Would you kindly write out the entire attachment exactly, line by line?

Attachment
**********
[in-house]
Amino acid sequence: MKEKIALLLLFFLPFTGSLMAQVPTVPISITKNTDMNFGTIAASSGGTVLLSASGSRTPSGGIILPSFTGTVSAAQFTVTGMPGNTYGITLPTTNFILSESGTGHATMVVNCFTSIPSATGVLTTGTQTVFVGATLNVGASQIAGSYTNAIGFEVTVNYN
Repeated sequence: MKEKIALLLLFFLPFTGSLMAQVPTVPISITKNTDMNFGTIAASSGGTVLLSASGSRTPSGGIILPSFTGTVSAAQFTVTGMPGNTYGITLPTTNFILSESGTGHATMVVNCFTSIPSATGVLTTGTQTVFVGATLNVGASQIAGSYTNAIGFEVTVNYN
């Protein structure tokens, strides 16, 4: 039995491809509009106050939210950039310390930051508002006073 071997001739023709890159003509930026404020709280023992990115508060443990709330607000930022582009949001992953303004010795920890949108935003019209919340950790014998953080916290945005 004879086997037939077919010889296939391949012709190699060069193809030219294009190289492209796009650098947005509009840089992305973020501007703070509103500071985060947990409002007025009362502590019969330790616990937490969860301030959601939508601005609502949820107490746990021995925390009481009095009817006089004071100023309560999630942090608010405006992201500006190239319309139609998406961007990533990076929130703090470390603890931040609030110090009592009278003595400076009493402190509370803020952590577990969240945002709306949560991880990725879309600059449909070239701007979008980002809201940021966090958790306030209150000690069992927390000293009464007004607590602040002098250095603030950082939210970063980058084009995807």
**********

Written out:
[in-house]
Amino acid sequence: MKEKIALLLLFFLPFTGSLMAQVPTVPISITKNTDMNFGTIAASSGGTVLLSASGSRTPSGGIILPSFTGTVSAAQFTVTGMPGNTYGITLPTTNFILSESGTGHATMVVNCFTSIPSATGVLTTGTQTVFVGATLNVGASQIAGSYTNAIGFEVTVNYN
Repeated sequence: MKEKIALLLLFFLPFTGSLMAQVPTVPISITKNTDMNFGTIAASSGGTVLLSASGSRTPSGGIILPSFTGTVSAAQFTVTGMPGNTYGITLPTTNFILSESGTGHATMVVNCFTSIPSATGVLTTGTQTVFVGATLNVGASQIAGSYTNAIGFEVTVNYN
């Protein structure tokens, strides 16, 4: 039995491809509009106050939210950039310390930051508002006073 071997001739023709890159003509930026404020709280023992990115508060443990709330607000930022582009949001992953303004010795920890949108935003019209919340950790014998953080916290945005 004879086997037939077919010889296939391949012709190699060069193809030219294009190289492209796009650098947005509009840089992305973020501007703070509103500071985060947990409002007025009362502590019969330790616990937490969860301030959601939508601005609502949820107490746990021995925390009481009095009817006089004071100023309560999630942090608010405006992201500006190239319309139609998406961007990533990076929130703090470390603890931040609030110090009592009278003595400076009493402190509370803020952590577990969240945002709306949560991880990725879309600059449909070239701007979008980002809201940021966090958790306030209150000690069992927390000293009464007004607590602040002098250095603030950082939210970063980058084009995807």